"Bombardier was under attach again. This time, the flack was coming from the president of Berlin--based Adtranz, the rail equipment subsidiary of DaimlerChrysler AG. In 1999, he traveled to Toronto and made a speech in which he warned that Adtranz was coming to challenge Montreal--based Bombardier on its home turf of North America. His motive was retaliation: he did not like Bombardiera s invasion of Adtranza s European markets. So he was going to put the upstart from the hinterlands in its place. a The major player in the United States of the future will be, I believe, Adtranz,a he predicted." "In the spring of 2001, Bombardier acquired Adtranz. The purchase more than doubled annual revenues at Bombardiera s rail equipment division and catapulted Bombardier into the number one spot in the railway equipment industry, ahead of the rail divisions of Franco--British conglomerate Alstom and German industrial giant Siemens." "What made Bombardiera s progression in rail equipment all the more remarkable is that it occurred while yet another progression was under way at Bombardiera s aerospace group.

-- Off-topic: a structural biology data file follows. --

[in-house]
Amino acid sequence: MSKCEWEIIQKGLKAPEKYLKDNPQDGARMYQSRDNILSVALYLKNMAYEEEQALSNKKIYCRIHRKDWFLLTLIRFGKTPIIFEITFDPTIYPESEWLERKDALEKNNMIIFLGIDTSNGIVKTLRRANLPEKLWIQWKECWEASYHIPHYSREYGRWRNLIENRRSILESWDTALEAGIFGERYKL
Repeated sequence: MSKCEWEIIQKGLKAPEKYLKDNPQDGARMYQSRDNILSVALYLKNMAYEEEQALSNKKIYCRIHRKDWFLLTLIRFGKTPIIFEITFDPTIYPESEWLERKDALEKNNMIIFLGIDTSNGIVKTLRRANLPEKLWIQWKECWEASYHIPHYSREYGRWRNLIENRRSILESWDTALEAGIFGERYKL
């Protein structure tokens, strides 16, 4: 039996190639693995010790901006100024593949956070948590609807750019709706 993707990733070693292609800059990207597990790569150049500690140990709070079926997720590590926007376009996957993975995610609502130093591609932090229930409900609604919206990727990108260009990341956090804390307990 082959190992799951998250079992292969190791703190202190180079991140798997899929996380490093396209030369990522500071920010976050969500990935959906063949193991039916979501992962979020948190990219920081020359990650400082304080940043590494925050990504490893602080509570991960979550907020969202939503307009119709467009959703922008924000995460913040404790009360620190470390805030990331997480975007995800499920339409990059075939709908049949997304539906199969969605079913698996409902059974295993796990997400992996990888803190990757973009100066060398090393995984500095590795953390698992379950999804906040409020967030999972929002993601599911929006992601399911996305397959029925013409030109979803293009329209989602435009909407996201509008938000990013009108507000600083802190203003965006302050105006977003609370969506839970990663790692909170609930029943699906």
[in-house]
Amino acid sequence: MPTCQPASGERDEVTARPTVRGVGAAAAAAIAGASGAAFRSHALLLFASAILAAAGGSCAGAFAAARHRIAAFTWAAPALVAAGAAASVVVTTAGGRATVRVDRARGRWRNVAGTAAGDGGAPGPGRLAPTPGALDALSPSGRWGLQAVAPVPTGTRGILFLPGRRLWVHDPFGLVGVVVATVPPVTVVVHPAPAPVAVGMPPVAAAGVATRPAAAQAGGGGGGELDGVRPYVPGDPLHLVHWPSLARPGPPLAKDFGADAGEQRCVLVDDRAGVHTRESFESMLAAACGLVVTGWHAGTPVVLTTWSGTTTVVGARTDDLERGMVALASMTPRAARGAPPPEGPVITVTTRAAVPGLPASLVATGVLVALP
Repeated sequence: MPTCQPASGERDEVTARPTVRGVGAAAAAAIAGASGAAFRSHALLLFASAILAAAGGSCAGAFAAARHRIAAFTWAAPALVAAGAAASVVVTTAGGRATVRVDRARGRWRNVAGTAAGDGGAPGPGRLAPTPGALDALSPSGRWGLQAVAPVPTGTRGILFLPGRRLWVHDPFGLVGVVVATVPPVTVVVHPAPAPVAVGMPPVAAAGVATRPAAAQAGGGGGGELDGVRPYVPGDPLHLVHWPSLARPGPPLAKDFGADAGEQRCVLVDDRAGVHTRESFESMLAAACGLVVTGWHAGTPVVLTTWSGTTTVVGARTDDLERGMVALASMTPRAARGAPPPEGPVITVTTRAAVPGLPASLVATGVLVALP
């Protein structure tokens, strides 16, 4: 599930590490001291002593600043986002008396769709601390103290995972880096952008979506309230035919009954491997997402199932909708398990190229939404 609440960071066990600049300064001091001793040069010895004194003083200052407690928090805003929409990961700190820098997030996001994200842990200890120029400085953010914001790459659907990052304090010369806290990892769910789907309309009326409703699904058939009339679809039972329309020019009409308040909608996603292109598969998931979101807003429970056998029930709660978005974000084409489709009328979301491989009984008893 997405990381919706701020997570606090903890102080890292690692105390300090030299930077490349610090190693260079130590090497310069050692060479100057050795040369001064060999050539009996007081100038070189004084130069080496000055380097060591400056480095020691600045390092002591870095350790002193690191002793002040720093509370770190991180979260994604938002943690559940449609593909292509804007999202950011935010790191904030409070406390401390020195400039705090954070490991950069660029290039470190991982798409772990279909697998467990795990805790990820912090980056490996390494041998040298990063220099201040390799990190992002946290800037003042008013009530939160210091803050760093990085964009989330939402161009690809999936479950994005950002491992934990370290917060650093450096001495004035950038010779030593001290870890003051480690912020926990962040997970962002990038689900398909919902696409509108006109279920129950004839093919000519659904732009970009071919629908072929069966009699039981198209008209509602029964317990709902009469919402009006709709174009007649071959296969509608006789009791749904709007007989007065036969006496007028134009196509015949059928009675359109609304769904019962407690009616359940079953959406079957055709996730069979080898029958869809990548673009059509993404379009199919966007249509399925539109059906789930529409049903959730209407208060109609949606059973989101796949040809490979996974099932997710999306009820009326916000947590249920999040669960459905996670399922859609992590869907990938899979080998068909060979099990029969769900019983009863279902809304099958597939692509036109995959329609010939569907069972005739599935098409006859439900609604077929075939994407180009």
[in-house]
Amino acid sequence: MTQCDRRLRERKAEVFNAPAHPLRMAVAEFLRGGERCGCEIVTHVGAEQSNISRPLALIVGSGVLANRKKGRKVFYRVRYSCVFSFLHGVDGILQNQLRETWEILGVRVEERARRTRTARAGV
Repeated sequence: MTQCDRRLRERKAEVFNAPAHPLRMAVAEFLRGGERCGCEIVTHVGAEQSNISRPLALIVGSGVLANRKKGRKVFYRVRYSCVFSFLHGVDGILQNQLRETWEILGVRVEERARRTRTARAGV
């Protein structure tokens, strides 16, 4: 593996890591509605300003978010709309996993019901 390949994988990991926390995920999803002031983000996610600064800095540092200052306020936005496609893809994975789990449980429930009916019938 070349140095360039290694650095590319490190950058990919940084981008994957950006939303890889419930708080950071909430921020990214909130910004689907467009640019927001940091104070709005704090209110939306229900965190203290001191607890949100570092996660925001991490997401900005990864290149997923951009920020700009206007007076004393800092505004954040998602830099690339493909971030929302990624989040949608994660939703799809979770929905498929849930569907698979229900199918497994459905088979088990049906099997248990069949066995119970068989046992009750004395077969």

In 1986, the company decided to enter the aerospace sector by acquiring business--jet maker Canadair Ltd. of Montreal. This was followed by acquisitions of several other ailing aerospace companies, including world--renowned Learjet. Turning around these floundering assets, Bombardier came out of nowhere to become, in a little more than a dozen years, the third--largest member of the civil aerospace manufacturing industry. Only US giant Boeing and European colossus, the Airbus consortium, are larger." -- from The Bombardier Story
Publisher: John Wiley and Sons Ltd